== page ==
Federal budget forecast to be an extra $21 billion in red
SLOWER wages growth and falling company tax receipts are forecast to drive Treasurer Scott Morrison's first budget an extra $21 billion into the red by 2018-19.
The prediction in a Deloitte Access Economics report comes ahead of Mr Morrison's release of the budget on Tuesday.
The report shows slow wages growth and falling corporate tax receipts are the main drivers behind what will likely be a $41 billion deficit in next week's budget.
Report author Chris Richardson said although the government needed to raise taxes, increases in social spending over the past decade also needed to be reined back.
Mr Morrison's budget is understood to contain a small cut to both income and corporate taxes, and restrained spending across all federal portfolios.
But the government's pledge of returning to surplus by 2020 would most likely be pushed back further, the Deloitte report indicated.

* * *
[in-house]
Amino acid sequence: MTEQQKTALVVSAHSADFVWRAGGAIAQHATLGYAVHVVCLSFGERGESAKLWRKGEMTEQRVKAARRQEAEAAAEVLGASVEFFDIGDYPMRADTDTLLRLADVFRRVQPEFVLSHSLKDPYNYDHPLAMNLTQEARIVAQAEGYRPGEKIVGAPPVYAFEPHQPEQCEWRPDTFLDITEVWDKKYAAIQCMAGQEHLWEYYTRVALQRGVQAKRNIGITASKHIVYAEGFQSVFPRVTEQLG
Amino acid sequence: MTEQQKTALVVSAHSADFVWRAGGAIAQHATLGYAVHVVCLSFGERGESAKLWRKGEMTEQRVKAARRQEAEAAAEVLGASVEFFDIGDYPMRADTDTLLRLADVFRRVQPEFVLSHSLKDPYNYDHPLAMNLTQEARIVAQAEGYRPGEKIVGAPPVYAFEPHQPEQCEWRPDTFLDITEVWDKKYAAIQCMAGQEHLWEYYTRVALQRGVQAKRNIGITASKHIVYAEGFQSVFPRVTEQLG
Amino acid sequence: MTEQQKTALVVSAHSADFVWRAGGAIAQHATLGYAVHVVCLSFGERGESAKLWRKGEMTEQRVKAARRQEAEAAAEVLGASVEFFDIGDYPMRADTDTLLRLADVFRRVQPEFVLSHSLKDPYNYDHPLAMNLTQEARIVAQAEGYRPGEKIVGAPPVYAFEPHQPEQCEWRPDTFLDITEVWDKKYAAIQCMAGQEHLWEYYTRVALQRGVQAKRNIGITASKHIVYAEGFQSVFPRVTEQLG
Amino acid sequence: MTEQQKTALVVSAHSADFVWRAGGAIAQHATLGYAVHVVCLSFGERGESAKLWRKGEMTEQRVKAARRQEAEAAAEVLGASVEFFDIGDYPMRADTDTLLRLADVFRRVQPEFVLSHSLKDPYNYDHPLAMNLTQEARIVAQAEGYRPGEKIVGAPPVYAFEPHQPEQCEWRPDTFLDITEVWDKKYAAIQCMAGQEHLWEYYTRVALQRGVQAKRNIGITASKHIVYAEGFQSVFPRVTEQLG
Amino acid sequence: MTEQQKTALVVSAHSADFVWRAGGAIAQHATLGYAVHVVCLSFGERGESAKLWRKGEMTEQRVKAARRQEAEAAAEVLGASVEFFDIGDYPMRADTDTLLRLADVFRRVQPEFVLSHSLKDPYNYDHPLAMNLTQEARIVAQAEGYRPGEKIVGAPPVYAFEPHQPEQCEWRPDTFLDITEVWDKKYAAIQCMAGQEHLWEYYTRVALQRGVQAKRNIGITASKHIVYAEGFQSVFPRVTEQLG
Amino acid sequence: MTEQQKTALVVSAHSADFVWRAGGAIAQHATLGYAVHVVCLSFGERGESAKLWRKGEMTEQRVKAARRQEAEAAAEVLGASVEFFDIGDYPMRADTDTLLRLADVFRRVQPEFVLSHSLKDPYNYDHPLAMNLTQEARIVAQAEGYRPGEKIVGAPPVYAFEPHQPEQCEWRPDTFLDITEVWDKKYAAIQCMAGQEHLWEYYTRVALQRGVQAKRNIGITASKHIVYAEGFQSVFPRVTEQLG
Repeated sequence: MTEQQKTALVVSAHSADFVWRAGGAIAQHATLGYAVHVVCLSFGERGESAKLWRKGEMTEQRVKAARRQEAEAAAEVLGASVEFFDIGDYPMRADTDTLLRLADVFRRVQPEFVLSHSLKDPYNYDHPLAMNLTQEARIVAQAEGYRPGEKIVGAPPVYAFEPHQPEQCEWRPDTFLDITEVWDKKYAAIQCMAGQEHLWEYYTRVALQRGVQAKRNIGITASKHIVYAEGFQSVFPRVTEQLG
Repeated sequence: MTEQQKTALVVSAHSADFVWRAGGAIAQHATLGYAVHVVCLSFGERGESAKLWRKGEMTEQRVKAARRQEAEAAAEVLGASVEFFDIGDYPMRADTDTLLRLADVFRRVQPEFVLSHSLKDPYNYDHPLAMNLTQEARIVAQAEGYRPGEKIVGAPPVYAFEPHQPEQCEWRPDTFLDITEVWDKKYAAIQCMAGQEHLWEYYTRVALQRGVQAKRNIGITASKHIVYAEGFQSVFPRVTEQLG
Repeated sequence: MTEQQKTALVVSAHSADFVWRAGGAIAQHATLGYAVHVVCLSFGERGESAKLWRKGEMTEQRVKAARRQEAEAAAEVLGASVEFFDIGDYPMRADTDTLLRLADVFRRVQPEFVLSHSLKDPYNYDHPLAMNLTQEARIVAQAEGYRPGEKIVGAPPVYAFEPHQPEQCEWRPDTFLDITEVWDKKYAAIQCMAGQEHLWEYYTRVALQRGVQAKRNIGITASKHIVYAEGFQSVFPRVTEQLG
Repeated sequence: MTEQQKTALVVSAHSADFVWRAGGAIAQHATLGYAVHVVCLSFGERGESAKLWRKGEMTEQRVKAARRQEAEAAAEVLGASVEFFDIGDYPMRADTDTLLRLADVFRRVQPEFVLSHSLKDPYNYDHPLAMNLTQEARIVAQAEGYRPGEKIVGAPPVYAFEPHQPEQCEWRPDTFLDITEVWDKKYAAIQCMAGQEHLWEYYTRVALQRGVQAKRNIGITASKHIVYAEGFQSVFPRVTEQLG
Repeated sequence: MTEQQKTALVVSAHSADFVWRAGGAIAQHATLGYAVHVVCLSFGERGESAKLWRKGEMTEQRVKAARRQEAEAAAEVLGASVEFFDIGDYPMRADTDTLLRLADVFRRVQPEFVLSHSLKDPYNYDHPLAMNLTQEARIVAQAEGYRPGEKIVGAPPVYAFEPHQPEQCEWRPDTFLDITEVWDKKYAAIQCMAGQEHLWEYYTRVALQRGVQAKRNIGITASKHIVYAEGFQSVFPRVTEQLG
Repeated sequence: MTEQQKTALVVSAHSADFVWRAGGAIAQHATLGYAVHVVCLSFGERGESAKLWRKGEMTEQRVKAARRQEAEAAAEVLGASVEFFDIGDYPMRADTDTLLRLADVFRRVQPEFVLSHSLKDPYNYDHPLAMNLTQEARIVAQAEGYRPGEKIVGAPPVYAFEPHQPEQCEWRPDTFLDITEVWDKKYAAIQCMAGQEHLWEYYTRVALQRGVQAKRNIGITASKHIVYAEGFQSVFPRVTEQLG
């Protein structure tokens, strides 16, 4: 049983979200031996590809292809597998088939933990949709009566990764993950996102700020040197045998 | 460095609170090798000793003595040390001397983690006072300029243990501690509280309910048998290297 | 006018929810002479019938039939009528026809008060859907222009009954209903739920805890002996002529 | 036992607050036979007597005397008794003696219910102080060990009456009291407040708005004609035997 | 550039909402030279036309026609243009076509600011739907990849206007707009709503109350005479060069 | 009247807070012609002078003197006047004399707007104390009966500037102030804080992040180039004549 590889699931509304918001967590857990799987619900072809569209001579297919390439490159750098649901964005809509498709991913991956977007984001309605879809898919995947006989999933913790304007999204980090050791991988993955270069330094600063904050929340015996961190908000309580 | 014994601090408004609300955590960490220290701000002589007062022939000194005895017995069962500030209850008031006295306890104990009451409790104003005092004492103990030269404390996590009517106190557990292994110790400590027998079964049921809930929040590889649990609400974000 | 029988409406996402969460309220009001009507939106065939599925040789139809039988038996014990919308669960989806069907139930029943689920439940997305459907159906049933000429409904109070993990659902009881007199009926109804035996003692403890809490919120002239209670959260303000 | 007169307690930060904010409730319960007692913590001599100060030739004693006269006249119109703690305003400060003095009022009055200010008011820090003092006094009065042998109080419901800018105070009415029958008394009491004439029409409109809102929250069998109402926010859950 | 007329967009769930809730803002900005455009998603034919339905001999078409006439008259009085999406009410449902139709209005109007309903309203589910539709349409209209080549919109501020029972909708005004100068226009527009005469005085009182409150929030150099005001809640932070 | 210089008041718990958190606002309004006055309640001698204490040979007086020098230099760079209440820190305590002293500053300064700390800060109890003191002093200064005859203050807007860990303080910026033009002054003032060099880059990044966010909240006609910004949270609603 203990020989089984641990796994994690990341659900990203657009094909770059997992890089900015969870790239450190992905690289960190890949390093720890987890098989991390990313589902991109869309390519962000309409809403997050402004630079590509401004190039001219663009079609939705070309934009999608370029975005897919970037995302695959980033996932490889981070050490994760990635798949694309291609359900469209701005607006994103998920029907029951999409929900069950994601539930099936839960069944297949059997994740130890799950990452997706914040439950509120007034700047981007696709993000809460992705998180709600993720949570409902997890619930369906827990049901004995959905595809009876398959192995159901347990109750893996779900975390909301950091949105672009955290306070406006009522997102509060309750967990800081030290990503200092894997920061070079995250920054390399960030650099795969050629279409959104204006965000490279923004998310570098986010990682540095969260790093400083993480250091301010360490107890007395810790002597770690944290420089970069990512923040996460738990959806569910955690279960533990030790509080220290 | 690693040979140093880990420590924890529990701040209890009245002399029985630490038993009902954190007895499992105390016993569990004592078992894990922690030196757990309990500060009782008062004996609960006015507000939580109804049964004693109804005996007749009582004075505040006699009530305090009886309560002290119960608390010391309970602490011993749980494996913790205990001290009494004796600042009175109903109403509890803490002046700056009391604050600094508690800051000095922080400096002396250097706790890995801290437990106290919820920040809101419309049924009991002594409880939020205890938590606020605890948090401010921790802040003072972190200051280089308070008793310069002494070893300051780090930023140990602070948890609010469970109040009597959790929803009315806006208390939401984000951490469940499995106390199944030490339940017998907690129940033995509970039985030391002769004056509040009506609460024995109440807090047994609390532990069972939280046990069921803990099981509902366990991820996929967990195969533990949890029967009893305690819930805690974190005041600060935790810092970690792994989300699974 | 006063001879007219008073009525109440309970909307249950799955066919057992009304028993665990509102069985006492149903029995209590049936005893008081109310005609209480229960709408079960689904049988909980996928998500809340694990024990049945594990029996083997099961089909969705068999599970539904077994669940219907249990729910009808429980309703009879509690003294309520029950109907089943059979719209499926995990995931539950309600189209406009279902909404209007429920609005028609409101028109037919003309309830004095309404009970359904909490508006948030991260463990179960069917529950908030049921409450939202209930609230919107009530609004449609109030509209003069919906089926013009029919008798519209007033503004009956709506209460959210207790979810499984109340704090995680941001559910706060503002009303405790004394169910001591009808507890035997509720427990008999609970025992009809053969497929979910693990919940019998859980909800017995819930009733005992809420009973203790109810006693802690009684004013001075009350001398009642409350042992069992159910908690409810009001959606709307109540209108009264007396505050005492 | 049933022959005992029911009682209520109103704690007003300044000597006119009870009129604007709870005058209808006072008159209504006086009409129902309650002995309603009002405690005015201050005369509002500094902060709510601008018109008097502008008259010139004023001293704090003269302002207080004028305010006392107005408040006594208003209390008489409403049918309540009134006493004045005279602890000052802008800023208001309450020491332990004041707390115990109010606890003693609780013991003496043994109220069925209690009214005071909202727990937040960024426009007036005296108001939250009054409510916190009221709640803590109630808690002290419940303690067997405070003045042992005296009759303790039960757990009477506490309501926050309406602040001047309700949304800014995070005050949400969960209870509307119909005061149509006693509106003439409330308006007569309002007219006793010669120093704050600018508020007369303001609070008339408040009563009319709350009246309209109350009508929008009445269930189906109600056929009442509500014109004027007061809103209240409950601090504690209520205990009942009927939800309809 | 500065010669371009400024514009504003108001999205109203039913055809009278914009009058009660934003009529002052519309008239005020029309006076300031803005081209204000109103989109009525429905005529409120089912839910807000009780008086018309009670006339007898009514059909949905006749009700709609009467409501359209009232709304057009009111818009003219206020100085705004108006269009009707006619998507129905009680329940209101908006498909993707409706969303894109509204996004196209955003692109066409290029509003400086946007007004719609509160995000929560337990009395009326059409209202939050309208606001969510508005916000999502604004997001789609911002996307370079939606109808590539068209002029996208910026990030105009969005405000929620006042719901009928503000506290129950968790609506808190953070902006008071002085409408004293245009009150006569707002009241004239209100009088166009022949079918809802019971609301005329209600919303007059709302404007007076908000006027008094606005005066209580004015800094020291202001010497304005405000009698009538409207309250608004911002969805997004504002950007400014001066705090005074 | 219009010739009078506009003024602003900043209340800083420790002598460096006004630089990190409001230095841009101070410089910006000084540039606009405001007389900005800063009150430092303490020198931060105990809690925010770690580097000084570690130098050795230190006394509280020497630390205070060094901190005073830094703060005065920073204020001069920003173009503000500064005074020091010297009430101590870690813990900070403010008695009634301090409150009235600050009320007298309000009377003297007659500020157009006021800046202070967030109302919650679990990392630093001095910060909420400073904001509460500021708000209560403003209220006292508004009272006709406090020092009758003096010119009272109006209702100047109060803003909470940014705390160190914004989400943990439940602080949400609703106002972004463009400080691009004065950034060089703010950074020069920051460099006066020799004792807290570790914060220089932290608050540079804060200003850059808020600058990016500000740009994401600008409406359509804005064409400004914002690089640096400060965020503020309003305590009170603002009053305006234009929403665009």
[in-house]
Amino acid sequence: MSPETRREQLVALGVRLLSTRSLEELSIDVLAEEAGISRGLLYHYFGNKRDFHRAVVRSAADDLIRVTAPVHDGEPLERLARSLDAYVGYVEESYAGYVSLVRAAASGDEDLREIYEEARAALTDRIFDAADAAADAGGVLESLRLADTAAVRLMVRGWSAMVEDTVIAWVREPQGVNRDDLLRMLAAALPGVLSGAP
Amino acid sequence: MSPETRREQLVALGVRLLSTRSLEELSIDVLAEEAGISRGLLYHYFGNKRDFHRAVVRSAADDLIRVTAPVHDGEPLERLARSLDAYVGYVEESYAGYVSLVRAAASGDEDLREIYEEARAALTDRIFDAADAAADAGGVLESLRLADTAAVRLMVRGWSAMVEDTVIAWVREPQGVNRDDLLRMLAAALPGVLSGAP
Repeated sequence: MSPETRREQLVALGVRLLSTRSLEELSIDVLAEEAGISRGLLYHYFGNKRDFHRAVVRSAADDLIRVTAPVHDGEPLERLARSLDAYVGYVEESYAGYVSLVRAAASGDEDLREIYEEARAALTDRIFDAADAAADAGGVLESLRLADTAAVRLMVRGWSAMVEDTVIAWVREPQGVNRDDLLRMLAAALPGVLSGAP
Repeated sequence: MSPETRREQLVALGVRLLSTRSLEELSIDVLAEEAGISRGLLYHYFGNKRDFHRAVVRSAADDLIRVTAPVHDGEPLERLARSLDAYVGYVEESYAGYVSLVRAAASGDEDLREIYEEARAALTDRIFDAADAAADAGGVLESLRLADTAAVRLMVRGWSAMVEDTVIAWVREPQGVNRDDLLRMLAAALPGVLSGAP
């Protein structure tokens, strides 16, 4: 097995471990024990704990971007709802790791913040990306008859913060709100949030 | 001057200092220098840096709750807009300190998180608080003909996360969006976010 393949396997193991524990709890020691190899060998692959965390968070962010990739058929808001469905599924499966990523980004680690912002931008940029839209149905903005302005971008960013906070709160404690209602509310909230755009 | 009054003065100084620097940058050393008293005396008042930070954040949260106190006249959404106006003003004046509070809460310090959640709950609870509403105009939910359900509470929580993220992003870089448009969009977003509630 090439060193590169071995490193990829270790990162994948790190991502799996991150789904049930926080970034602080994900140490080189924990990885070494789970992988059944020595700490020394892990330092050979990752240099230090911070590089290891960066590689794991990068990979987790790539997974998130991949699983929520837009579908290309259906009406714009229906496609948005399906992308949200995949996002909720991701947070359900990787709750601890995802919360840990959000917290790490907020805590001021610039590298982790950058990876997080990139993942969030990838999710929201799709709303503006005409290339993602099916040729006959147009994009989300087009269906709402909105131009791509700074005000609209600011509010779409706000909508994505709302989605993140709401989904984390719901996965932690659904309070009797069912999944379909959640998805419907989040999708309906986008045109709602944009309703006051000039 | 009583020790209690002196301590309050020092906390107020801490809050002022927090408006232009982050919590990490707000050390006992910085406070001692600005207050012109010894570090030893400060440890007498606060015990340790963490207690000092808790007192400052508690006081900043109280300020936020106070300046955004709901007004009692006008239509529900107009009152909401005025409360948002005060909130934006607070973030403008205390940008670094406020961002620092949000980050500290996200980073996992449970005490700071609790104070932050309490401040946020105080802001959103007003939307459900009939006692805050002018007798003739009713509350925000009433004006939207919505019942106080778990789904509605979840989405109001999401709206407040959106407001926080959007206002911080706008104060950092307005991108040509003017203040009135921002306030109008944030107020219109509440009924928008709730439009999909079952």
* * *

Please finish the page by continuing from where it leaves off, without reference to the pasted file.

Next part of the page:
Mr Richardson also urged the government to be upfront about the true state of the books next week considering the election would then be two months away.
He encouraged the government to focus on real spending cuts and tax increases in the budget, given the common practice of "booking" savings in a budget that have not been passed by parliament and often have already been rejected.
In February, the independent Parliamentary Budget Office estimated the total cost of "unlegislated measures" - or government bills the Senate had not passed - at $9.2 billion by 2018-19, rising to $36.4 billion by 2025-26.
Mr Morrison said yesterday that his budget would ensure the government was not spending more than it saved on outlays, and it could also look at "the tax treatment of loopholes".
But he ruled out raising the "overall tax burden".